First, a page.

New party a confluence of Sabah cultures, two different generations, says Leiking

Penampang MP Darell Leiking, said leaving PKR would give him more freedom to voice his concerns on Sabah issues. — File pic
Penampang MP Darell Leiking, said leaving PKR would give him more freedom to voice his concerns on Sabah issues. — File pic

KOTA KINABALU, Sept 28 — A progressive party that marries two generations from the west and east coasts of Sabah in perfect matrimony.

That is how former PKR vice president Darell Leiking describes his vision of the party he will lead alongside former Umno vice president Datuk Seri Shafie Apdal.

The Penampang MP said that it was his and Shafie’s vision from their different political generations and cultures to produce a mature, multi-racial party that was based on merit rather than race.

“It is a partnership of the natives of the east coast and the west coast. Using the experience we have garnered over the years, we want to be a mature opposition, that has appeal across all of Sabah. Here, anyone who uses racial politics will not go far.

“In a 1Malaysia country, why do we still have political parties segregated by race?,” he said, adding that Shafie came from a different style of politics from the United Sabah National Organisation (USNO) in the early 90s while he had ventured into politics about eight years ago.

“We see an opportunity for us to also attracting the Chinese who are looking for more mature, consistent politicians, whether they are opposition or government,” he said.

The first term MP said, however, that he believed the new platform would give him more freedom to voice his concerns without referring to the central leadership.

This was unlike his time in PKR, which he said required him to consider the sensitivities of his then-colleagues in peninsula when he broached issues of Sabah rights.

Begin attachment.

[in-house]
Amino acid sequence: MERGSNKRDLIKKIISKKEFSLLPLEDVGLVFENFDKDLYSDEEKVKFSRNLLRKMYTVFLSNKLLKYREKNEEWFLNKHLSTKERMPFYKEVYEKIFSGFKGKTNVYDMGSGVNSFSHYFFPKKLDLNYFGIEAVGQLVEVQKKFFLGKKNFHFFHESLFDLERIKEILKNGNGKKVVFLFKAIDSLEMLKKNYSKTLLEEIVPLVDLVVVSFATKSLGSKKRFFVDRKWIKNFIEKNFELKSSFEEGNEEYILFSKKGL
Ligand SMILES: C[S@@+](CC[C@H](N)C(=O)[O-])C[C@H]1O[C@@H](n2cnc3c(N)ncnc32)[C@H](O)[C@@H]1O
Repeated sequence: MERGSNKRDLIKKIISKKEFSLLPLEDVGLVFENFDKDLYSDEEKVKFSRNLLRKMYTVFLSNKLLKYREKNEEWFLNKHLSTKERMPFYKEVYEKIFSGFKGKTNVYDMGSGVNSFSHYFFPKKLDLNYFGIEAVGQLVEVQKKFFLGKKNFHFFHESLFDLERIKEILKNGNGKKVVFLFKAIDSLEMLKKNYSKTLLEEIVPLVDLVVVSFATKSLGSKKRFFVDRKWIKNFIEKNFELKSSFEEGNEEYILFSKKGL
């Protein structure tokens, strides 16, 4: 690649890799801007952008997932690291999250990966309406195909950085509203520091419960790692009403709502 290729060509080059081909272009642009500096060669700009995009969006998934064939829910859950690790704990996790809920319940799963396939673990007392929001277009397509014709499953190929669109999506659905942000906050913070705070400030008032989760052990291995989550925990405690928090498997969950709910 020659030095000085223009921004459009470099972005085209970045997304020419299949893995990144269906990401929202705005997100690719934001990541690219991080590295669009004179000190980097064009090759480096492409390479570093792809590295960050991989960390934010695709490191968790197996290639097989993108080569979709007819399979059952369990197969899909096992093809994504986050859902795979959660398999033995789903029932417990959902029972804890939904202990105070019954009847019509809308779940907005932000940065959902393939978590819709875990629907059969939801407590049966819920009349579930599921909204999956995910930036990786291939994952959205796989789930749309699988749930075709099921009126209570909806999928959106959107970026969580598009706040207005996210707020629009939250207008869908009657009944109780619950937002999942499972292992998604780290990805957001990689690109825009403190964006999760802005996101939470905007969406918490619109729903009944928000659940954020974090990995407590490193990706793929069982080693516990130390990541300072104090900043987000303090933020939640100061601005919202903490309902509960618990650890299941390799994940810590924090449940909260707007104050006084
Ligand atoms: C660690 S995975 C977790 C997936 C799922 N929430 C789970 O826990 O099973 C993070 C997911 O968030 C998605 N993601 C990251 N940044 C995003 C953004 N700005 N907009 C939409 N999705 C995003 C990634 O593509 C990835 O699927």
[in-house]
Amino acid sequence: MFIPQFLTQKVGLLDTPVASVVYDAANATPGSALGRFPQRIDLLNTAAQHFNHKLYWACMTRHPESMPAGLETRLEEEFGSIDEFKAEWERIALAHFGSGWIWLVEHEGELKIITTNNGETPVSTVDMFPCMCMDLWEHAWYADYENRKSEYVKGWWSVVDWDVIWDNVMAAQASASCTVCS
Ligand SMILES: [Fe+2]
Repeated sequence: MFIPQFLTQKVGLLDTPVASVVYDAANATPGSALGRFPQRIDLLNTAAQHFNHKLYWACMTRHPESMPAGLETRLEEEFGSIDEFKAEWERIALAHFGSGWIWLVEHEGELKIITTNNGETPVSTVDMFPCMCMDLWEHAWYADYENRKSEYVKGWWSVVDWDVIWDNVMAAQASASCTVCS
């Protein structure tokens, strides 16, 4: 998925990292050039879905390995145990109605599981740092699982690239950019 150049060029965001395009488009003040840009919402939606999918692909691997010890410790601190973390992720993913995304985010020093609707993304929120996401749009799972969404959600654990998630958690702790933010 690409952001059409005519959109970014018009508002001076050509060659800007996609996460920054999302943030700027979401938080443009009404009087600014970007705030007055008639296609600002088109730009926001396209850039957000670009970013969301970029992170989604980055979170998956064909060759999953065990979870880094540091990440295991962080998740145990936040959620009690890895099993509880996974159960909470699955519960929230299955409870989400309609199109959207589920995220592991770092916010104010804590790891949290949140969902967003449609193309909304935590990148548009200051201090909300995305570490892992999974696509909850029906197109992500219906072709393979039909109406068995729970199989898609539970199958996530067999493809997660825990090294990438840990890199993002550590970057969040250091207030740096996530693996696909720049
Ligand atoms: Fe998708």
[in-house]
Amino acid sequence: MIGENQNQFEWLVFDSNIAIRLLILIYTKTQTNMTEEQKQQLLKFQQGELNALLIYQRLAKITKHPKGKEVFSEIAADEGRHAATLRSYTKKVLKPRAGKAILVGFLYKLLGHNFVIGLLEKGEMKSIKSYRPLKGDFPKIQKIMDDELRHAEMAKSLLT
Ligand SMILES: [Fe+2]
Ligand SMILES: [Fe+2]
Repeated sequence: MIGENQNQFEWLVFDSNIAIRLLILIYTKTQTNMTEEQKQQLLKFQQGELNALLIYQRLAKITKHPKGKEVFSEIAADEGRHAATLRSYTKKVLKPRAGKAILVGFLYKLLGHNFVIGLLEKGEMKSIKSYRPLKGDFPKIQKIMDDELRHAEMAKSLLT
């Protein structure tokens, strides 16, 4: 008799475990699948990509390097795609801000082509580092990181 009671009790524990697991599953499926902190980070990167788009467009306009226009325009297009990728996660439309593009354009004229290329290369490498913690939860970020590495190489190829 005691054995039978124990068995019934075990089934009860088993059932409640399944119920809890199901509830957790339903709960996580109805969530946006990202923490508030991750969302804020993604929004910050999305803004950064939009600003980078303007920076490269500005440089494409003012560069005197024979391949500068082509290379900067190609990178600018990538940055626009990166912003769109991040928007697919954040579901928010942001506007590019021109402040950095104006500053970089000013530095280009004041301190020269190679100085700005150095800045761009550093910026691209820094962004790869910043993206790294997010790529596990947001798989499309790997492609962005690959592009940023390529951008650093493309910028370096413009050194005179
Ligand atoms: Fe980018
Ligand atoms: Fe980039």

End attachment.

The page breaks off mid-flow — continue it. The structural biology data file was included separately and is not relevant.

“It’s not that they minded but if I brought up a lot of Sabah issues, people will feel I’m being parochial. In a multiracial political party, I can talk more. I have also recruited professionals in communities who can give their educated opinion,” he said.

Leiking, who joined PKR in 2008, was elected as the party’s vice-president after only two years.

PKR president Datuk Seri Dr Wan Azizah Wan Ismail said she accepted that Leiking was leaving, but expressed hope that their objectives would still be aligned.

The 45-year-old lawyer last week accompanied 58-year-old Shafie to Putrajaya’s Registrar of Societies (RoS) to submit an application to register logo and name changes for a new political party helmed by the latter.

It is believed Leiking will be the deputy president of the yet-to-be-named party. Leiking said that according to the RoS, the party will be able to publicly announce details by the first or second week of October.

“I knew I was going to get a lot of brickbats for leaving but I left respectfully and amicably. I even shared some good memories with Wan Azizah when I told her I was resigning in person.

“We are on good terms and we hope to reach an understanding and be working together in the future,” he told a press conference at the Penampang PKR branch here Monday night.

Leiking was handing over the post of PKR branch chief to his successor Kenny Chua.

He also insisted that his switch from PKR to the yet-unnamed party did not mean he has compromised his principles or altered his stand on issues.

“I am still fighting against the [Barisan Nasional] government. I see it as just moving house, but still living in the same taman,” he said.

Leiking declined to name the party or confirm rumours that other state PKR leaders were following in his footsteps, but denied asking or recruiting any of his colleagues or friends to join.

He said that it would be best that they make their choices — PKR or his new party — of their volition, adding that it was the same for him when he decided to leave to join Shafie.

“It's part of our policy to build a new type of politics that supports principles and the people's struggles, not anyone's personal agenda.” he said.

The party sought to be part of a formidable opposition that could change the state government, Leiking explained, and they would endeavour to work with other opposition parties in the state to avoid clashes resulting in multi-cornered fights.

“The least we can do is to contest under one symbol in the coming elections. That is if everyone can come together and let go of our egos.

“There will be problems, but I think if in West Malaysia, Tun Mahathir, Azmin and Lim Kit Siang can get together for a solution, we will be stupid not to be able to do the same,” he said, listing the pro tem chairman of Parti Pribumi Bersatu Malaysia, PKR deputy president and DAP parliamentary leader.

“We have a chance to do something different for us, and I think it is the right time.”

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